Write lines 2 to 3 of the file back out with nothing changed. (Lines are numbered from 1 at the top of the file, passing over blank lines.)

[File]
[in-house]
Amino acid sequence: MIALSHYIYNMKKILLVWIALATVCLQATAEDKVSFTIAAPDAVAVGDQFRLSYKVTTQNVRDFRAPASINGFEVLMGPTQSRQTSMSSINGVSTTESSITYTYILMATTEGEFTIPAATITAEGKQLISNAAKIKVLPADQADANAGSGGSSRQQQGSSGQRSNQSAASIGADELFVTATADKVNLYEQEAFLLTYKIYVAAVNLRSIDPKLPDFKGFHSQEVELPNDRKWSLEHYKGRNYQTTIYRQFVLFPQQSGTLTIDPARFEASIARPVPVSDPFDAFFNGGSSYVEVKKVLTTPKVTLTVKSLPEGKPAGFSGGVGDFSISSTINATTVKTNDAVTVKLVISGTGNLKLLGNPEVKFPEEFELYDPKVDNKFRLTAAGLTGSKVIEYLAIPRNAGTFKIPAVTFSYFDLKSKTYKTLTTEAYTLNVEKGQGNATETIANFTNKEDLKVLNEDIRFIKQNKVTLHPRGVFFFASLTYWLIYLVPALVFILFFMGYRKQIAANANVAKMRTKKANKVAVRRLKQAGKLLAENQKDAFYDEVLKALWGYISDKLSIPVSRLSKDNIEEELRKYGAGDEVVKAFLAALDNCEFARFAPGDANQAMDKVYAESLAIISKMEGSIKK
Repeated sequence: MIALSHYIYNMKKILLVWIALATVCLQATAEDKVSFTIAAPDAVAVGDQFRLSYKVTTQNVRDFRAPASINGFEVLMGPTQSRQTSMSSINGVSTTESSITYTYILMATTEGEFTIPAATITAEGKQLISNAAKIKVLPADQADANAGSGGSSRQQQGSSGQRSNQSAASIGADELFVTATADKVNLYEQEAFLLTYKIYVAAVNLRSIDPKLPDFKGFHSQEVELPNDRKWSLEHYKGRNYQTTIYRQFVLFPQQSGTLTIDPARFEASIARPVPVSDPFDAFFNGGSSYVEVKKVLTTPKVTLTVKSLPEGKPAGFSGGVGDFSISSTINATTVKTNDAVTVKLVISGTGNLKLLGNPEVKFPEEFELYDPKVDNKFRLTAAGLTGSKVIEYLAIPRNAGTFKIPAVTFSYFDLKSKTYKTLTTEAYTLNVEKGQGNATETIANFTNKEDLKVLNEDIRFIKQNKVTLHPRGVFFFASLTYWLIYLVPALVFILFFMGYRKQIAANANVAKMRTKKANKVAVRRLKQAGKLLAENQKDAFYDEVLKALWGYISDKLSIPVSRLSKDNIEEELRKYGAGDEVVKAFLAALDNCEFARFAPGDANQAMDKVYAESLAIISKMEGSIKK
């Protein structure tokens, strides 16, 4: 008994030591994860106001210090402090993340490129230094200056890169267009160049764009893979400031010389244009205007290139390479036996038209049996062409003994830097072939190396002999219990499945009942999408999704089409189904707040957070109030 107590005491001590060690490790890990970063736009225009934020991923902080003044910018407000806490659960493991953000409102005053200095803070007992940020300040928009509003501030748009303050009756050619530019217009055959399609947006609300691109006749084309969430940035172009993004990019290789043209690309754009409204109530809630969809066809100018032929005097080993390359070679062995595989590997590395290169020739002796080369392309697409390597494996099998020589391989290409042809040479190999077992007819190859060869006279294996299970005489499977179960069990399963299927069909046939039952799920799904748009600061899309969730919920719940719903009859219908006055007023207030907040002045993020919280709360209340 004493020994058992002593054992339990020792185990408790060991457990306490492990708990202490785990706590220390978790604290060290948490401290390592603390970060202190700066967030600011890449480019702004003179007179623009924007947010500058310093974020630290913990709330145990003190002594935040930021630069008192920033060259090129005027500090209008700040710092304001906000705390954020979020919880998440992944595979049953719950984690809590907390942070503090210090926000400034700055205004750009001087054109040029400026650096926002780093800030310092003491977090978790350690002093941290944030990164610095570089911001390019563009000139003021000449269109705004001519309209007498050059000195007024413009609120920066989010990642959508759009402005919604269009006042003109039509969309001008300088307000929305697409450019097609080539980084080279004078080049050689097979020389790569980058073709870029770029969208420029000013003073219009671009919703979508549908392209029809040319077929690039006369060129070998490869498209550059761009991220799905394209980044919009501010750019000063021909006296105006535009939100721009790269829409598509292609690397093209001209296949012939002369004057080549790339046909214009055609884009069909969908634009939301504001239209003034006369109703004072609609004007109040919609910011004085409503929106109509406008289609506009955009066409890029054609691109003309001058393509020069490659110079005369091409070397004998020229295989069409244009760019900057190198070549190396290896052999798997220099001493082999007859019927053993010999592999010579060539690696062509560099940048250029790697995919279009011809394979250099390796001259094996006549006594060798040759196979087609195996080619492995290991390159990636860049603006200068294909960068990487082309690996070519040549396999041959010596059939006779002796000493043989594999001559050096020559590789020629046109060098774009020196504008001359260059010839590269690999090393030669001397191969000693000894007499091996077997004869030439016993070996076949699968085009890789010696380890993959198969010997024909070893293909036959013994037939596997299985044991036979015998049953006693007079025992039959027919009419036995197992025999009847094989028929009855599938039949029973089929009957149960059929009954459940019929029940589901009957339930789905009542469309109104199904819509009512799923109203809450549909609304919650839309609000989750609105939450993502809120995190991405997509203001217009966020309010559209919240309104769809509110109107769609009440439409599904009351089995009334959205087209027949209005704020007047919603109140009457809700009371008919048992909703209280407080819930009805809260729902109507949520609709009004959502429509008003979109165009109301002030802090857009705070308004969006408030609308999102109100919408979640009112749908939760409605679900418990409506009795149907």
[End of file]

Amino acid sequence: MIALSHYIYNMKKILLVWIALATVCLQATAEDKVSFTIAAPDAVAVGDQFRLSYKVTTQNVRDFRAPASINGFEVLMGPTQSRQTSMSSINGVSTTESSITYTYILMATTEGEFTIPAATITAEGKQLISNAAKIKVLPADQADANAGSGGSSRQQQGSSGQRSNQSAASIGADELFVTATADKVNLYEQEAFLLTYKIYVAAVNLRSIDPKLPDFKGFHSQEVELPNDRKWSLEHYKGRNYQTTIYRQFVLFPQQSGTLTIDPARFEASIARPVPVSDPFDAFFNGGSSYVEVKKVLTTPKVTLTVKSLPEGKPAGFSGGVGDFSISSTINATTVKTNDAVTVKLVISGTGNLKLLGNPEVKFPEEFELYDPKVDNKFRLTAAGLTGSKVIEYLAIPRNAGTFKIPAVTFSYFDLKSKTYKTLTTEAYTLNVEKGQGNATETIANFTNKEDLKVLNEDIRFIKQNKVTLHPRGVFFFASLTYWLIYLVPALVFILFFMGYRKQIAANANVAKMRTKKANKVAVRRLKQAGKLLAENQKDAFYDEVLKALWGYISDKLSIPVSRLSKDNIEEELRKYGAGDEVVKAFLAALDNCEFARFAPGDANQAMDKVYAESLAIISKMEGSIKK
Repeated sequence: MIALSHYIYNMKKILLVWIALATVCLQATAEDKVSFTIAAPDAVAVGDQFRLSYKVTTQNVRDFRAPASINGFEVLMGPTQSRQTSMSSINGVSTTESSITYTYILMATTEGEFTIPAATITAEGKQLISNAAKIKVLPADQADANAGSGGSSRQQQGSSGQRSNQSAASIGADELFVTATADKVNLYEQEAFLLTYKIYVAAVNLRSIDPKLPDFKGFHSQEVELPNDRKWSLEHYKGRNYQTTIYRQFVLFPQQSGTLTIDPARFEASIARPVPVSDPFDAFFNGGSSYVEVKKVLTTPKVTLTVKSLPEGKPAGFSGGVGDFSISSTINATTVKTNDAVTVKLVISGTGNLKLLGNPEVKFPEEFELYDPKVDNKFRLTAAGLTGSKVIEYLAIPRNAGTFKIPAVTFSYFDLKSKTYKTLTTEAYTLNVEKGQGNATETIANFTNKEDLKVLNEDIRFIKQNKVTLHPRGVFFFASLTYWLIYLVPALVFILFFMGYRKQIAANANVAKMRTKKANKVAVRRLKQAGKLLAENQKDAFYDEVLKALWGYISDKLSIPVSRLSKDNIEEELRKYGAGDEVVKAFLAALDNCEFARFAPGDANQAMDKVYAESLAIISKMEGSIKK